Discussion in 'Math' started by studiot, Feb 10, 2009.

1. ### studiot Thread Starter AAC Fanatic!

Nov 9, 2007
5,005
523
Fill in the digits instead of the Xs

Clue1 There is no remainder

Clue2 There is only one 7 in the position shown

XXX)XXXXXX(7XX
XXX)XXXX
XXX)X_______
XXX)XXXXXX
XXX)XXXXXX
XXX)XX_________
XXX)XX0000

2. ### davebee Well-Known Member

Oct 22, 2008
539
47
Can you explain the notation a little? At first I thought it was a long division problem
with the first parenthesis separating the divisor and the dividend but the parenthesis
just before the 7 and lack of a quotient breaks that pattern...

3. ### Mark44 Well-Known Member

Nov 26, 2007
626
1
Your first instinct was right: it is a division problem, but the quotient is written to the right. I'm sure that studiot will confirm this.

4. ### studiot Thread Starter AAC Fanatic!

Nov 9, 2007
5,005
523
Mark is correct.
It is an old notation, but I had difficulty laying it out in the post. Sorry.

5. ### Ratch New Member

Mar 20, 2007
1,068
4
studiot,

Does that mean that there is no other seven anywhere a "X" is substituted, or only in the quotient?

Ratch

6. ### studiot Thread Starter AAC Fanatic!

Nov 9, 2007
5,005
523
Yes it is long division and I have worked it out for you, then replaced the digits with Xs

If you prefer solve

$\frac{XXXXXX}{XXX}$ = 7XX

none of the Xs are the digit 7

7. ### jpanhalt Expert

Jan 18, 2008
6,318
1,190
330480/432 = 765

I still don't understand the problem presented in your first post.

John

8. ### studiot Thread Starter AAC Fanatic!

Nov 9, 2007
5,005
523
This is the trouble with trying to simplify to explain. I only posted that to confirm I was looking at a particular long division calculation.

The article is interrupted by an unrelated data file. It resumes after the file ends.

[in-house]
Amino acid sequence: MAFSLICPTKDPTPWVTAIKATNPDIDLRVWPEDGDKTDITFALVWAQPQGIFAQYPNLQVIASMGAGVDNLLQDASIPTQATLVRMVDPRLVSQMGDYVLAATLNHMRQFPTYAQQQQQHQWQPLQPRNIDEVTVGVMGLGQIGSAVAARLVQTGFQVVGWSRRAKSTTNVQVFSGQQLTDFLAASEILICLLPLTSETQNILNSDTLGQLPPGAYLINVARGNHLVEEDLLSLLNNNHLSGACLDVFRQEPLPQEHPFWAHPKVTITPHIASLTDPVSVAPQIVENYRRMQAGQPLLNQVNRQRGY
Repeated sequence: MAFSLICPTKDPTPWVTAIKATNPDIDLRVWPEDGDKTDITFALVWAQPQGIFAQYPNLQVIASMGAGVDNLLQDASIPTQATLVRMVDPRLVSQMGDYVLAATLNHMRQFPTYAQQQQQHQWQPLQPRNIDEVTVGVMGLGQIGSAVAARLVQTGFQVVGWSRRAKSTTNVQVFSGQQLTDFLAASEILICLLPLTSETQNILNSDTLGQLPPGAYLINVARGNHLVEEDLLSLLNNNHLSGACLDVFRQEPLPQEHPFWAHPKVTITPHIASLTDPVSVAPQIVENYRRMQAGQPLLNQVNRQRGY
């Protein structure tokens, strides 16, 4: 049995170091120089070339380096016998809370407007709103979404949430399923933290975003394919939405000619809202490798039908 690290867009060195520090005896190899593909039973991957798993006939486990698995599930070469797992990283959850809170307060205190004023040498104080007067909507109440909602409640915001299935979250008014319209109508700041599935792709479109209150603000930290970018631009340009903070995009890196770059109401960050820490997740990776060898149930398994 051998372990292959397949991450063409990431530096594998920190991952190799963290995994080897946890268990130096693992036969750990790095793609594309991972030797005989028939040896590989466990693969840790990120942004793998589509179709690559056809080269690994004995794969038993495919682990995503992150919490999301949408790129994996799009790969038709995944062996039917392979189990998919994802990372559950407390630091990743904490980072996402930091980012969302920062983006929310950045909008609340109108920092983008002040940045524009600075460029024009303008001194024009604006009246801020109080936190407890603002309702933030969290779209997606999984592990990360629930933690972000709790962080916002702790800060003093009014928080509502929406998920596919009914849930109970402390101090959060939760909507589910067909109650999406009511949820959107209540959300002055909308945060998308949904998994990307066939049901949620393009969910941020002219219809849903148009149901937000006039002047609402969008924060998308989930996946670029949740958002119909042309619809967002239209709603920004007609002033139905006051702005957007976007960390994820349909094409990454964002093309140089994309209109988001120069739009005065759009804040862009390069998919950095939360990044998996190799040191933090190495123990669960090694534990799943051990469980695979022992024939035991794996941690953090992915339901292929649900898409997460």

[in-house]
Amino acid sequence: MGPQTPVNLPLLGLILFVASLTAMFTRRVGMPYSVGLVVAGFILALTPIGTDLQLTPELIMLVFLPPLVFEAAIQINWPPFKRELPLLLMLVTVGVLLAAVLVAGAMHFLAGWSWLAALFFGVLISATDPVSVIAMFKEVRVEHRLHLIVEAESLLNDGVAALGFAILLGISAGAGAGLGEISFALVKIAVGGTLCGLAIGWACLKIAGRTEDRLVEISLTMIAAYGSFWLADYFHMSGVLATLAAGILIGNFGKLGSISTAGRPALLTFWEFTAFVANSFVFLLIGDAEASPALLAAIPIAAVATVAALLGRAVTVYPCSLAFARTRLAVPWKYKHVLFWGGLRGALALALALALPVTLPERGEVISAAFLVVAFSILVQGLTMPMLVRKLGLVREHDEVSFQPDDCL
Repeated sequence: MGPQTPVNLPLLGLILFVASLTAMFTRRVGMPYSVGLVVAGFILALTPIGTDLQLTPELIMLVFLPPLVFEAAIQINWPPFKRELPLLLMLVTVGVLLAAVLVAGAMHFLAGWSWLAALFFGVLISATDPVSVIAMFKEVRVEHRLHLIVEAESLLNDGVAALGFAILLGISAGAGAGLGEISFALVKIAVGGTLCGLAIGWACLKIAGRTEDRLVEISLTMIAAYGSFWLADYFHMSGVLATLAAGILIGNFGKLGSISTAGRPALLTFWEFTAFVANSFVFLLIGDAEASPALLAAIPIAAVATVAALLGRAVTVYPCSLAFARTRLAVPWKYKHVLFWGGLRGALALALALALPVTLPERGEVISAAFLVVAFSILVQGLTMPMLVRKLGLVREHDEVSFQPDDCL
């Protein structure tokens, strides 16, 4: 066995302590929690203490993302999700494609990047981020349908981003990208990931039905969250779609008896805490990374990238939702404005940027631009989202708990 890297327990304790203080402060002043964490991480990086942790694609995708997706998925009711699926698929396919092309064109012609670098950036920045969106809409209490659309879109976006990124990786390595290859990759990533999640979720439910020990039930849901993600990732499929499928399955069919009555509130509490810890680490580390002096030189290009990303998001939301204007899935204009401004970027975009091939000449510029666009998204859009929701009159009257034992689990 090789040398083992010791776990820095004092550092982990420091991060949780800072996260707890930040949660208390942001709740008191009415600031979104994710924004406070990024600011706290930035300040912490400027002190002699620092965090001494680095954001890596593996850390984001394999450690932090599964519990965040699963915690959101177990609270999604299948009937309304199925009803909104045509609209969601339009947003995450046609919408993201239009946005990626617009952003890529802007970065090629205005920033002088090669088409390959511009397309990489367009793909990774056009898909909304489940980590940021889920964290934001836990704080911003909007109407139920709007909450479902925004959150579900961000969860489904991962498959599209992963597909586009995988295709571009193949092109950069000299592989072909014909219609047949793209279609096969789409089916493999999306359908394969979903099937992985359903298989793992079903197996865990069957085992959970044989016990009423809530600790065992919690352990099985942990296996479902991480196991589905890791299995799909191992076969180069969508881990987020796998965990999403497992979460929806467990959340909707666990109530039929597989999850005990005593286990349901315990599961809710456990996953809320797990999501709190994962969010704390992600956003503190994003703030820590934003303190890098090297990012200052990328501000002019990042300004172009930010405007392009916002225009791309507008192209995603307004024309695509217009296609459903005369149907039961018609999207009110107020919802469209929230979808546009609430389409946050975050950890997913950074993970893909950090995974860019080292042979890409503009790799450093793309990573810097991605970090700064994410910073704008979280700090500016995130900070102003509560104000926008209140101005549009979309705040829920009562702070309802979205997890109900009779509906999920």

330480/432 doesn't meet the original spec.

432)330480(76X
XXX)3024
XXX)X_______
XXX)xx2808
XXX)xx2592
XXX)XX_________
XXX)XX0000

etc

has the wrong number of digits in the wrong place for the second line of the calculation.

9. ### jpanhalt Expert

Jan 18, 2008
6,318
1,190
Well, I still don't understand the original notation, as I mentioned in my reply.

Odd thing, most of the X's in the original post (#1) and in your follow up (#8) come across on my viewer (IE7) as ghosts, i.e., white on a light blue background. Initially, I dismissed it as an artifact. However, my e-mail shows:

Can you state the problem in some wordprocessor or other program, then export as pdf or an image?

John

10. ### studiot Thread Starter AAC Fanatic!

Nov 9, 2007
5,005
523
I was trying to avoid wasting storage space on attachments.

File size:
47.1 KB
Views:
36
11. ### davebee Well-Known Member

Oct 22, 2008
539
47
142 ) 109056 (768
994
-----
9656
9656
-----
0000

12. ### Ratch New Member

Mar 20, 2007
1,068
4
studiot,

There are 164 different solutions. The first and second in dividend-divisor order are 100452/132 = 761 and 100584/132 = 762. Davebee submitted the last or 164th solution in the series. I was going to wait a little longer to submit my entry.

I have a confession to make. I used my programming skills to brutally extract the solutions with the help of my PC. I know that is not the right thing to do, but I just could not help myself. The PC sure figured out the solutions a lot faster than I could have done. If anyone wants some more solutions or all the solutions, let me know.

Ratch

13. ### davebee Well-Known Member

Oct 22, 2008
539
47